A central challenge for many quantum technologies concerns the generation of large entangled states of individually addressable quantum memories. Here, we show that percolation theory allows the rapid generation of arbitrarily large graph states by heralding the entanglement in a lattice of atomic memories with single-photon detection. This approach greatly reduces the time required to produce large cluster states for quantum information processing including universal one-way quantum computing. This reduction puts our architecture in an operational regime where demonstrated coupling, collection, detection efficiencies, and coherence time are sufficient. The approach also dispenses the need for time-consuming feed-forward, high cooperativity interfaces and ancilla single photons, and can tolerate a high rate of site imperfections. We derive the minimum coherence time to scalably create large cluster states, as a function of photon-collection efficiency. We also propose a variant of the architecture with long-range connections, which is even more resilient to site yields. We analyze our architecture for nitrogen vacancy (NV) centers in diamond, but the approach applies to any atomic or atom-like systems.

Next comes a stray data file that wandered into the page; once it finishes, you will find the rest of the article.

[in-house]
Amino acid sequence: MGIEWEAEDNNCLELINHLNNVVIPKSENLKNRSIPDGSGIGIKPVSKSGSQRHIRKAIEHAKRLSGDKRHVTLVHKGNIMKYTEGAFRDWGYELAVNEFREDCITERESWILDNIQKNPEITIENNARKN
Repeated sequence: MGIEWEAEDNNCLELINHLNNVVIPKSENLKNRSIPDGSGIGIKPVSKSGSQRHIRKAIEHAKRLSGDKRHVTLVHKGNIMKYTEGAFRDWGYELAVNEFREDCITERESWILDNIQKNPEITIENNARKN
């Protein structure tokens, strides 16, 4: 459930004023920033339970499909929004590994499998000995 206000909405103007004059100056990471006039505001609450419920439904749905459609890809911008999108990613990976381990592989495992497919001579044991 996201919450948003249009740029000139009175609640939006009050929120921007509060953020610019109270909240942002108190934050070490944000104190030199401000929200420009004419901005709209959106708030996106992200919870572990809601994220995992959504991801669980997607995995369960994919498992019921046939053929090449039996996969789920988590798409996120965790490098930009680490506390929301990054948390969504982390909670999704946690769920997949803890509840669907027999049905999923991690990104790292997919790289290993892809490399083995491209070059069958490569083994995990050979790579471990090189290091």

ASJC Scopus subject areas
- Computer Science (miscellaneous)
- Statistical and Nonlinear Physics
- Computer Networks and Communications
- Computational Theory and Mathematics